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Calcium Nitrate

Calcium Nitrate, commonly called lime nitrate or Norwegian saltpeter, is a simple inorganic salt of calcium, nitrogen, and oxygen represented by the chemical formula Ca(NO3)2 or CaN2O6 [1, 2]. It occurs either as an anhydrous compound that can absorb moisture from the atmosphere or as a tetrahydrate with water molecules [3]. In IUPAC nomenclature, it is called calcium dinitrate [3].

Calcium Nitrate Identification

CAS Number 10124-37-5 [3]
PubChem CID 24963 [3]
ChemSpider ID 23336 [1]
UN Number 1454 [3]
EC Number 233-332-1 [3]
RTECS Number EW2985000 [3]
UNII NF52F38N1N [3]
ICSC Number 1037 [3]

Calcium Nitrate Formula

Calcium Nitrate Composition and Synthesis

Calcium nitrate is produced by reacting calcium carbonate (normally as limestone) with nitric acid [4]:

CaCO3 + 2HNO3 → Ca(NO3)2 + CO2 + H2O

It is also obtained as an intermediate product during the production of nitrogen fertilizers through the Odda process, which involves acidification of calcium phosphate [4]:

Ca3(PO4)2 + 6HNO3 + 12H2O → 2H3PO4 + 3Ca(NO3)2 + 12H2O

It is synthesized through the reaction of calcium hydroxide and ammonium nitrate solution [4]:

2NH4NO3 + Ca(OH)2 → Ca(NO3)2 + 2NH4OH

Reaction with Other Compounds

Aqueous Calcium Nitrate and Aqueous Sodium Phosphate

When an aqueous solution of calcium nitrate is mixed with aqueous sodium phosphate, it produces calcium phosphate and sodium nitrate as represented by the following equation:

3Ca(NO3)2 + 2Na3PO4 → Ca3(PO4)2 + 6NaNO3

Calcium Nitrate and Ammonium Phosphate

Calcium nitrate reacts with ammonium phosphate to yield ammonium nitrate and calcium phosphate, which is shown in the following equation:

3Ca(NO3)2 + 2(NH4)3PO3 → 6NH4NO3 + Ca3(PO3)2

Calcium Nitrate and Sodium Acetate

When calcium nitrate reacts with sodium acetate, it undergoes double displacement reaction to form sodium nitrate and butanedioic acid, calcium salt:

Ca(NO3)2 + 2C2H3NaO2 → 2NaNO3 + Ca(C4H6O4)

Calcium Nitrate and Ammonium Fluoride

Calcium nitrate reacts with ammonium fluoride to form nitrous oxide, calcium fluoride, and water:

Ca(NO3)2 + 2NH4F → 2N2O + CaF2 + 4H2O

Calcium Nitrate and Magnesium Sulfate

Calcium nitrate undergoes a double displacement reaction with magnesium sulfate to yield calcium sulfate and magnesium nitrate:

Ca(NO3)2 + MgSO4 → CaSO4 + Mg(NO3)2

Calcium Nitrate and Potassium Chloride

When mixed with potassium chloride, it produces calcium chloride and potassium nitrate as given by the following equation:

Ca(NO3)2 + 2KCl → CaCl2 + 2KNO3

Calcium Nitrate and Sodium Carbonate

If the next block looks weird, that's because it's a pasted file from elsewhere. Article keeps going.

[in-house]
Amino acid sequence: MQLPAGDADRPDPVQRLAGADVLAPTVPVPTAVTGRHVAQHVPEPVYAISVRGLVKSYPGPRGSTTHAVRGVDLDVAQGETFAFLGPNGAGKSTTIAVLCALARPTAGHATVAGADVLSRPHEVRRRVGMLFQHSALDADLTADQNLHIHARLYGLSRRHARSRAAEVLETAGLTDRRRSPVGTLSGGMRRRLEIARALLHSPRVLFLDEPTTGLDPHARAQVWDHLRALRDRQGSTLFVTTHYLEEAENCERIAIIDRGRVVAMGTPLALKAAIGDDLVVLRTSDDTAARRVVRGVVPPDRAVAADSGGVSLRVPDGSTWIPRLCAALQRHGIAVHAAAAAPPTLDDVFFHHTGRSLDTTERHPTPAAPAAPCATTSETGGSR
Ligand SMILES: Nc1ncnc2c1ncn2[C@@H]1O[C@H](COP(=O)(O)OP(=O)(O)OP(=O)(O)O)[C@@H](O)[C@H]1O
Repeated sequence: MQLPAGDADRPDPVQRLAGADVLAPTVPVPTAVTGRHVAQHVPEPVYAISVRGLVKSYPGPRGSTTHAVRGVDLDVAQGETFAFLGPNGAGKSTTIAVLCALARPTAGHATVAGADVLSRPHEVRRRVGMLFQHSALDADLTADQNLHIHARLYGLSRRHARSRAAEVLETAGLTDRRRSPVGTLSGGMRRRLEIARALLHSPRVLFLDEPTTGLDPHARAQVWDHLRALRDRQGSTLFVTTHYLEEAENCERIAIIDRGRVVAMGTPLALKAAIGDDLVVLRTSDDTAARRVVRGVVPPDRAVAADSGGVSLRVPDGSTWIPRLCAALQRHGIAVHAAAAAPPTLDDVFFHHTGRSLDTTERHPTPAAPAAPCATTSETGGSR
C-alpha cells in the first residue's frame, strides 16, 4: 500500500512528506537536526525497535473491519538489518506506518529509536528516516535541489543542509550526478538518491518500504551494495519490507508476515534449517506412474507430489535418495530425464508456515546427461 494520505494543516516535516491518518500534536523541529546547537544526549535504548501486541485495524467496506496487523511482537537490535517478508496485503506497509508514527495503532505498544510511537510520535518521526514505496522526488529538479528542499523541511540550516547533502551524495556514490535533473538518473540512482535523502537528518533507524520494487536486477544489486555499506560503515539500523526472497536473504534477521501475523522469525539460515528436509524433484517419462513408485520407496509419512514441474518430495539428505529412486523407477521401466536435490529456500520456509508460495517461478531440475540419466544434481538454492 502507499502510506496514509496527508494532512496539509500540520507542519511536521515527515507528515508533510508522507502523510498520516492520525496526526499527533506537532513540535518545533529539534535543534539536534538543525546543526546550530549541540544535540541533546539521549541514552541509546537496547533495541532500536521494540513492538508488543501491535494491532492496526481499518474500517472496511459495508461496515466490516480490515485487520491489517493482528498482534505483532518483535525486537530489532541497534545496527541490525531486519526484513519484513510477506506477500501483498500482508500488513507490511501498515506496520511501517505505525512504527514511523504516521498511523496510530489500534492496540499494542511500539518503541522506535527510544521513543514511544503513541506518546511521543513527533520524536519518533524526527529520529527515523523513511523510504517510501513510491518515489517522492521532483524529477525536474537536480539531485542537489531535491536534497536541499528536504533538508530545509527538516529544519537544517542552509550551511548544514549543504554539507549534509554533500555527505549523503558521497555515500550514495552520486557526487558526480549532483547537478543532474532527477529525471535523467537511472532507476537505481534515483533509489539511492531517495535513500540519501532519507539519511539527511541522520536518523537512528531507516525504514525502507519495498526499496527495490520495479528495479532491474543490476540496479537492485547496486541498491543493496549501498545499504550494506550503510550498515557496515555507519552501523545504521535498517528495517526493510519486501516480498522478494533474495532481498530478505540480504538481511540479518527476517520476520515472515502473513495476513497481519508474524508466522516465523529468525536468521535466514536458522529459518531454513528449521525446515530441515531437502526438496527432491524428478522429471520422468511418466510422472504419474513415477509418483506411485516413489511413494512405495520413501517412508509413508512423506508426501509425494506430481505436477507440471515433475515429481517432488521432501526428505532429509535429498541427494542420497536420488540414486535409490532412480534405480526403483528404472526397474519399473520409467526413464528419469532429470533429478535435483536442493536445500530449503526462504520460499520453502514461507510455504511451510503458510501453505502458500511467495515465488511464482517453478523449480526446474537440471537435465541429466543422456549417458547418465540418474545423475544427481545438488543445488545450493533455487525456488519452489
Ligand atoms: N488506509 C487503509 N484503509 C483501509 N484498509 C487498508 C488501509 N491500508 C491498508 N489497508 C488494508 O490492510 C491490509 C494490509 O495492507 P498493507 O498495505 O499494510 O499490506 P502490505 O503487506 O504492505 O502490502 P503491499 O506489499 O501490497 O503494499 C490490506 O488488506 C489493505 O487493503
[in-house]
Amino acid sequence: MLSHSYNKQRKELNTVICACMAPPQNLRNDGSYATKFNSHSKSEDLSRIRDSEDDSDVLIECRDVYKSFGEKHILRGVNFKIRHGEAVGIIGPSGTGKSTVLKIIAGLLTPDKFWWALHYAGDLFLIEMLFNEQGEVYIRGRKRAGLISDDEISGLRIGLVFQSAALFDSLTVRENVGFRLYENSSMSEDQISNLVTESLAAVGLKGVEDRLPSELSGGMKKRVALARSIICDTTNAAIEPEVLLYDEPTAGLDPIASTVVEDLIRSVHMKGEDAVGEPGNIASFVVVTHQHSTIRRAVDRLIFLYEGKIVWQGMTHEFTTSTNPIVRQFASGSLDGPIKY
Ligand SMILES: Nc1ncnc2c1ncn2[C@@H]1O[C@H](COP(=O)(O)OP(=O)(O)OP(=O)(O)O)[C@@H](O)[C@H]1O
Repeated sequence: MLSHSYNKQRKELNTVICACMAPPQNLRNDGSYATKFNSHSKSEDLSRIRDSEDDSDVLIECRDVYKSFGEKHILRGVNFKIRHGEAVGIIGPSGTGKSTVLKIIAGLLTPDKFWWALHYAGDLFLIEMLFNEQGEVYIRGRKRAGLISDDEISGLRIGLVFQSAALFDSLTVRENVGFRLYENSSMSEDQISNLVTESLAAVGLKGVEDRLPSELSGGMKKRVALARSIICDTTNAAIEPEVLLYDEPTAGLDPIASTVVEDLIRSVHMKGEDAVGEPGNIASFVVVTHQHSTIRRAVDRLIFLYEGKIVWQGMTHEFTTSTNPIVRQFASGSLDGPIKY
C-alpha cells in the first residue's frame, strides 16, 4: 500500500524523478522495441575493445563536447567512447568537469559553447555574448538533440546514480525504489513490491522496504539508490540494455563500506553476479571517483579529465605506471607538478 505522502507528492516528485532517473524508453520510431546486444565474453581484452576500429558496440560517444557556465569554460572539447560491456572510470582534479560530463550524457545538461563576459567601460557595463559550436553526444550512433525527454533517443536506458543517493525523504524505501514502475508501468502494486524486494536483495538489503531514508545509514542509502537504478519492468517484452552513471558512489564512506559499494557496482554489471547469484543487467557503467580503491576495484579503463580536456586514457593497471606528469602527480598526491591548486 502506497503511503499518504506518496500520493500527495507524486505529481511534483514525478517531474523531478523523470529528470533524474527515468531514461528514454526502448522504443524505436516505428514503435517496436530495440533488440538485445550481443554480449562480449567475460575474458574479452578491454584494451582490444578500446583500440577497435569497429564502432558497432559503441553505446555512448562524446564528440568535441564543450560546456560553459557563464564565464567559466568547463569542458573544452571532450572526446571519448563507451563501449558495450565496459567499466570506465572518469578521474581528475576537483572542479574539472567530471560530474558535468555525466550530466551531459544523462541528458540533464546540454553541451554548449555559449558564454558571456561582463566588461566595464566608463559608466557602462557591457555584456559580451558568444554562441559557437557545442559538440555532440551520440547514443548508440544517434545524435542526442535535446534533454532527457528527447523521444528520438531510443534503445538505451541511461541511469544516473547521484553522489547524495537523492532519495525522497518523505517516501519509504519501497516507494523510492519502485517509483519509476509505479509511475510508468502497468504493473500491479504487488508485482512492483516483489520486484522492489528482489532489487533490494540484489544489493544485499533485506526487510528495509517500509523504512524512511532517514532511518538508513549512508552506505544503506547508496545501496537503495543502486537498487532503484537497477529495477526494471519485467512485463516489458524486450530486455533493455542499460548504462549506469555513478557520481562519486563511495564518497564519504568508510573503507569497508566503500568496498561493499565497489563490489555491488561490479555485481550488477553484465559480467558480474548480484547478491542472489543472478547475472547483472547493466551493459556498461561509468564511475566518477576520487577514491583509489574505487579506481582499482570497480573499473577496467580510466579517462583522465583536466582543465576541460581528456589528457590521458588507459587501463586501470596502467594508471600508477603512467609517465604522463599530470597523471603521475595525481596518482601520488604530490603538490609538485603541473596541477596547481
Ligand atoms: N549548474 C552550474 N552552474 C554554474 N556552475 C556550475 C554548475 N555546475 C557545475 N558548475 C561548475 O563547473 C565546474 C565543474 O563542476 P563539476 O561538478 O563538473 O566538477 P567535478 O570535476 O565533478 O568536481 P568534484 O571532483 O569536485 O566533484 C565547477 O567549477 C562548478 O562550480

They undergo a double displacement reaction and form sodium nitrate and calcite as the products:

Ca(NO3)2 + Na2CO3 → 2NaNO3 + CaCO3

Calcium Nitrate and Sodium Chloride

Calcium nitrate reacts with halite or rock salt to yield calcium chloride and sodium nitrate:

Ca(NO3)2 + 2NaCl → CaCl2 + 2NaNO3

Calcium Nitrate and Sodium Hydroxide

When aqueous calcium nitrate reacts with aqueous sodium hydroxide, it forms an insoluble solid calcium hydroxide and an aqueous solution of sodium nitrate:

Ca(NO3)2 + 2NaOH → Ca(OH)2 + 2NaNO3

Calcium Nitrate and Water

Ca(NO3)2 dissociates in H2O to form Ca2+ and NO3- ions:

Ca(NO3)2 ↔ Ca2+ + 2 NO3-

Calcium Nitrate

Properties and Characteristics of Calcium Nitrate

General Properties

Molar Mass/Molecular Weight 164.086 g/mol (anhydrous) [3]

Physical Properties

Color and Appearance Colorless to white or light gray granular powder, hygroscopic crystals [3]
Melting Point About 560 °C, 1042 °F (anhydrous) [3]
Boiling Point  Decomposes (anhydrous); 132 °C, 270 °F (tetrahydrate) [5]
Density 2.5 g cm-3 [3, 5]
pH 5-7 [7]
State of matter at room temperature Solid [3]
Solubility Soluble in methanol, acetone, and anhydrous ammonia, almost insoluble in nitric acid [3]
Solubility in Water 121.2 g/L [3]
Magnetic Susceptibility (χ)  -45.9 X 10-6 cm3/mol

Atomic Properties

Crystal Structure Cubic (anhydrous), monoclinic (tetrahydrate)

Calcium Nitrate Structure


  • As fertilizer in agriculture, hydroponics, and greenhouse trades [3, 6].
  • Treating wastewater and preventing odor emission [6].
  • Applied with concrete and mortar in set-accelerating admixtures [6].
  • In regenerable cold packs since the dissolution of calcium nitrate is extremely endothermic [6].
  • As a constituent of molten salt mixtures that are used as heat-storage and heat-transfer fluid replacing thermo oil in solar power plants [6].

Is It Safe

Calcium nitrate causes acute toxicity and can be harmful if swallowed [3]. Its contact with skin or eyes also results in severe irritation or damage [3]. Calcium nitrate, being a strong oxidizer, may cause fire and give off toxic fumes [3].


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